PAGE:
Atheists come in all stripes. Chances are that if you’re a religious person, even a deeply, devoutly religious person who rarely has a kind word to say about atheists in general, you know an atheist whom you would consider trustworthy and respectable. And you probably don’t even realize it.
Most atheists don’t make their atheism the focus of their existence. Not in the way the religious so often do. We eat lunch with our religious friends, pausing our conversations to allow them to finish their quick, gratuitous prayer before eating their turkey sandwich. We nod and smile when our religious friends reply that they are “truly blessed” when we ask them how their weekend was. We pay little attention to the little New Testament, or sometimes the bigger Holy Bible, that sits openly on the desk in the offices of our religious friends. And we generally don’t discuss religion and religious views with most of our religious friends.
I suspect my religious friends know I’m an atheist. In fact, I’m sure some of them do. On occasion, one or two of these friends are curious enough to ask about my position on their god. I try not to avoid the topic if it comes up, but I also try to present my views respectfully, with an understanding that if I don’t, I probably won’t get them to hear what I’m saying.
But most of my religious friends don’t have a clue about my atheism. I suspect that, if the true number of atheists among the religious in their day-to-day lives were obvious, it would change the perspectives of the religious. If suddenly all atheists were to have scarlet red A’s tattooed on the back of the very hands that shake those of the religious, what would be their reaction to knowing just how many and who were atheist among them?
It shouldn’t matter, of course. We atheists can usually spot the religious. There’s something about religion that makes public display of piety a necessity to many (a similar drive exists among atheists to varied degrees, so this is very likely a psychological need not a religious one. Even I cannot resist a Darwin fish and an Out Campaign sticker on my car).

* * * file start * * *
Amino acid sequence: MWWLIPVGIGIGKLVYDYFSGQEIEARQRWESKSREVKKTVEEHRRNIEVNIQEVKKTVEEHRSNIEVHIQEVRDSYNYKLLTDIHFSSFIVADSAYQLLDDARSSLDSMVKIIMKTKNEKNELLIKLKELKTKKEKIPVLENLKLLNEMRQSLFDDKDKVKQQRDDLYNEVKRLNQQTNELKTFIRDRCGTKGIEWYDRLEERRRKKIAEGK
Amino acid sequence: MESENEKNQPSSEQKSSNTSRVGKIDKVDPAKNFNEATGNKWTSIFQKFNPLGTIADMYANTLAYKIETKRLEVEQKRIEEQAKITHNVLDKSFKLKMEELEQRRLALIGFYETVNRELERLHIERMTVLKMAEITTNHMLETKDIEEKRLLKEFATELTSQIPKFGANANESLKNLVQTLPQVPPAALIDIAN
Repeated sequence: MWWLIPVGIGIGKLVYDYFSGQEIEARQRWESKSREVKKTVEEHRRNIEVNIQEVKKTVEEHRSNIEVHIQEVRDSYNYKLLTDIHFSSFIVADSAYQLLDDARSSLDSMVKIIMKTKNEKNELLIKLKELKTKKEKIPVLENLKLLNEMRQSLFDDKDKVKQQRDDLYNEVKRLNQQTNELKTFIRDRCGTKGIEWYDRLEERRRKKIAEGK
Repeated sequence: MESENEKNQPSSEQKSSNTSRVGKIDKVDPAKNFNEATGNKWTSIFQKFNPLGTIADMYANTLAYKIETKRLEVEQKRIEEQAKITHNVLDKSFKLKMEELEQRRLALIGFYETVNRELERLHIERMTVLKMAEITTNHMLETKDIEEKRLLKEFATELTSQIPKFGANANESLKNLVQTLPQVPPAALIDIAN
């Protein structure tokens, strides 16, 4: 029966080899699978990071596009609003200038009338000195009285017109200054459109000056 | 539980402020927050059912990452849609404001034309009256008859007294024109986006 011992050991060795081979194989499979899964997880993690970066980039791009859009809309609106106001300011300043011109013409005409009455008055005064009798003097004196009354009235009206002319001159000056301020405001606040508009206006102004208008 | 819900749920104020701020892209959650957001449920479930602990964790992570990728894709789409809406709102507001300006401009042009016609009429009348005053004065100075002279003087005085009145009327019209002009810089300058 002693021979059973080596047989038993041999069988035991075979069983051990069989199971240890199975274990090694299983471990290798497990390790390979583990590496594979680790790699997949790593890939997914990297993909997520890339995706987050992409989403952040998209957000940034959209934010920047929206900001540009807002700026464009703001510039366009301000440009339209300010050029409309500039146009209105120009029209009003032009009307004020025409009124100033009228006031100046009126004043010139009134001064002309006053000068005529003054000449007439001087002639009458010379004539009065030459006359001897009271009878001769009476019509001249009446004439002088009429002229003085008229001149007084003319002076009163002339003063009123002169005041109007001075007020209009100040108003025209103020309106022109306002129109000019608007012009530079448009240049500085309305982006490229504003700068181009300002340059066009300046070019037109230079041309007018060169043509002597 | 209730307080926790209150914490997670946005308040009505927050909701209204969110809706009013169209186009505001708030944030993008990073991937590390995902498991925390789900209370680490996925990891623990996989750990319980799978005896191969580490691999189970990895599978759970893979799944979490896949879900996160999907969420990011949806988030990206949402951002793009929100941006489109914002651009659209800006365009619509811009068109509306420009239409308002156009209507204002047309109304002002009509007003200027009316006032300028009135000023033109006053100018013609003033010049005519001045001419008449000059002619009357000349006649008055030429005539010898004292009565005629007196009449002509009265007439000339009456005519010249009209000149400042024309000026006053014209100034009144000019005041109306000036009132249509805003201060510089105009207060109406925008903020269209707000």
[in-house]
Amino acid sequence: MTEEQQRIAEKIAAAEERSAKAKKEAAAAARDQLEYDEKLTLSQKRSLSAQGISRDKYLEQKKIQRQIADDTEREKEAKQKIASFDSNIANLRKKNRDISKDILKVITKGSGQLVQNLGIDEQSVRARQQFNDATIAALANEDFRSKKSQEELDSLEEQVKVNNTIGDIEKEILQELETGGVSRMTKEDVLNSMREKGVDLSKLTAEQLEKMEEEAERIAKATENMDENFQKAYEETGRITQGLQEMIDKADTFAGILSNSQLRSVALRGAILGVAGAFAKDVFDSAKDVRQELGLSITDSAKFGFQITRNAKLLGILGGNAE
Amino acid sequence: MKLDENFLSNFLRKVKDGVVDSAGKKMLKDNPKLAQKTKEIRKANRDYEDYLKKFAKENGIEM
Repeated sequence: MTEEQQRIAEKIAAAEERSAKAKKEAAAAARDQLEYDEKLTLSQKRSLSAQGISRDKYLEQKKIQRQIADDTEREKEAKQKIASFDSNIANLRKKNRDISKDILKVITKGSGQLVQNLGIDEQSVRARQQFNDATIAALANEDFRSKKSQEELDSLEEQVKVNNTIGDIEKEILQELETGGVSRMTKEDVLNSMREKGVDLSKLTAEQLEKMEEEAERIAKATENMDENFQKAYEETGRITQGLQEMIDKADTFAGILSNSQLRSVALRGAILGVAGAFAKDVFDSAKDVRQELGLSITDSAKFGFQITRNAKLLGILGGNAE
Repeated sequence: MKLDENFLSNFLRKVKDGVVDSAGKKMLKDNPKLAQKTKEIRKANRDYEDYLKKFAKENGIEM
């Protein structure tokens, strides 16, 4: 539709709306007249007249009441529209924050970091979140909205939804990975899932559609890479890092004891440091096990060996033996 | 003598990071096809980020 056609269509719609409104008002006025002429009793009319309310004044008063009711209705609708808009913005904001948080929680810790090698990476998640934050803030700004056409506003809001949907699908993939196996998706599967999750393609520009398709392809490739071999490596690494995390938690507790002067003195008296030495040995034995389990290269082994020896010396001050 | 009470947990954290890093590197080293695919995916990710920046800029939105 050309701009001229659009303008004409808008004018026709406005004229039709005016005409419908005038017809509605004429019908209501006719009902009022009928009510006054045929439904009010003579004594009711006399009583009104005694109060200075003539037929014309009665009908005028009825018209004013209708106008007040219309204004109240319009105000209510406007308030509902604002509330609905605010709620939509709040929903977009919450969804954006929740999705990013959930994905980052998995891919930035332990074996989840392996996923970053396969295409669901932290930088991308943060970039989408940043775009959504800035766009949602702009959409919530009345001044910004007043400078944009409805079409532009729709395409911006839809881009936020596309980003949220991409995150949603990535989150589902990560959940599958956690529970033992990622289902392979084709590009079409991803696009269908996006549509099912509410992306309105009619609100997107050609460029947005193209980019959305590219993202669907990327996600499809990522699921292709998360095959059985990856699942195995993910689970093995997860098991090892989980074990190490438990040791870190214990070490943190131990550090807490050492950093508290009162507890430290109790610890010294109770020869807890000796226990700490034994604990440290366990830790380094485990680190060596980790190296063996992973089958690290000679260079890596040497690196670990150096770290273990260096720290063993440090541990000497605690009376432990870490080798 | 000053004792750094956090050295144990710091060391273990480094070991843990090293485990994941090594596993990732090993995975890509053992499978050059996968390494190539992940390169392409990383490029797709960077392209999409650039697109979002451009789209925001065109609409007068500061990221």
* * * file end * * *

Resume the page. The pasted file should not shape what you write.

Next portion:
Order of appearance: Sergey Brin – President and co-founder of Google; Larry Page – CEO and co-founder of Google; Vincent Van Gogh – Dutch painter; Benjamin Franklin – Inventor Democratis – Founder of modern Democracy; Stephen Hawking – Theoretical physicist; Thomas Paine – English revolutionary; Ernest Hemingway – American writer; Robert Frost – Poet; Bill Gates – Founder of Microsoft; Leo Blair – Former Prime Minister of the UK, father of Tony Blair; Lance Armstrong – Professional athlete; Bertrand Russell – English intellectual; Dr. Richard Dawkins – Professor at Oxford and UC Berkeley; Clarance Darrow – Lawyer, leading ACLU member; Charles Darwin – English naturalist; George Orwell – English journalist and writer; Mark Zuckerberg – Founder and CEO of Facebook; Kurt Vonnegut – Writer; Dr. Jerry A. Coynes – Professor at University of Chicago, leading biologist; Billy Joel – American musician; James Madison – US president; Helen Keller – American activist; Ron Reagan – Journalist, son of former US president Ronald Reagan; Warren Buffet – American investor; Samuel Clemens (Mark Twain) – American writer; Galileo Gallelli – Astronomer; Karl Marx – Founder of Marxism; Linus Torvalds – Creator of the Linux kernel; Woody Allen – American comedian; Andrew Carnegie – American businessman; William Howard Taft – US president; Thomas Edison – Inventor; Steve Wozniak – Co-founder of Apple Computer; Voltaire – French enlightenment writer; Susan B. Anthony – American suffragist; Albert Einstein – German mathematician, philosopher, and genius; Margret Sanger – American activist
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